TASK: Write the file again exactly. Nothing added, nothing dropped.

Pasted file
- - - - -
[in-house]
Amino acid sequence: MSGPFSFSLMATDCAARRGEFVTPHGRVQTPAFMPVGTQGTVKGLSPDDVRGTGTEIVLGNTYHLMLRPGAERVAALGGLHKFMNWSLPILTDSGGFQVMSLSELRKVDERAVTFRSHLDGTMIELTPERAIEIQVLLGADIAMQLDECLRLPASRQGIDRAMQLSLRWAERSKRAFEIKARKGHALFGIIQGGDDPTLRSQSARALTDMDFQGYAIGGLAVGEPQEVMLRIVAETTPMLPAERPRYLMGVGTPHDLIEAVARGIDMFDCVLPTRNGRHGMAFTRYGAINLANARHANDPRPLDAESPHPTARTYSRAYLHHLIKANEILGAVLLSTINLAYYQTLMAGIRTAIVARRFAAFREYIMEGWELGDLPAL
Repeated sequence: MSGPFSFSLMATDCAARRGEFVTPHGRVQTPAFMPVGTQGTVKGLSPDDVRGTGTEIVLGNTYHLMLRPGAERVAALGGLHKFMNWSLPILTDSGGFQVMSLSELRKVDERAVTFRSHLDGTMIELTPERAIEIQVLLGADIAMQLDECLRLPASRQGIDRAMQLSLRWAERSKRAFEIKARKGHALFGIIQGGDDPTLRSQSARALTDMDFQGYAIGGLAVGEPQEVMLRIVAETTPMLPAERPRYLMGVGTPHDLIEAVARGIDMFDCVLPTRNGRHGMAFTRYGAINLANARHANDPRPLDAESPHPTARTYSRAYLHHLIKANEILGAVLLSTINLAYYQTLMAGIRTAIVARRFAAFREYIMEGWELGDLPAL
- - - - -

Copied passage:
[in-house]
Amino acid sequence: MSGPFSFSLMATDCAARRGEFVTPHGRVQTPAFMPVGTQGTVKGLSPDDVRGTGTEIVLGNTYHLMLRPGAERVAALGGLHKFMNWSLPILTDSGGFQVMSLSELRKVDERAVTFRSHLDGTMIELTPERAIEIQVLLGADIAMQLDECLRLPASRQGIDRAMQLSLRWAERSKRAFEIKARKGHALFGIIQGGDDPTLRSQSARALTDMDFQGYAIGGLAVGEPQEVMLRIVAETTPMLPAERPRYLMGVGTPHDLIEAVARGIDMFDCVLPTRNGRHGMAFTRYGAINLANARHANDPRPLDAESPHPTARTYSRAYLHHLIKANEILGAVLLSTINLAYYQTLMAGIRTAIVARRFAAFREYIMEGWELGDLPAL
Repeated sequence: MSGPFSFSLMATDCAARRGEFVTPHGRVQTPAFMPVGTQGTVKGLSPDDVRGTGTEIVLGNTYHLMLRPGAERVAALGGLHKFMNWSLPILTDSGGFQVMSLSELRKVDERAVTFRSHLDGTMIELTPERAIEIQVLLGADIAMQLDECLRLPASRQGIDRAMQLSLRWAERSKRAFEIKARKGHALFGIIQGGDDPTLRSQSARALTDMDFQGYAIGGLAVGEPQEVMLRIVAETTPMLPAERPRYLMGVGTPHDLIEAVARGIDMFDCVLPTRNGRHGMAFTRYGAINLANARHANDPRPLDAESPHPTARTYSRAYLHHLIKANEILGAVLLSTINLAYYQTLMAGIRTAIVARRFAAFREYIMEGWELGDLPAL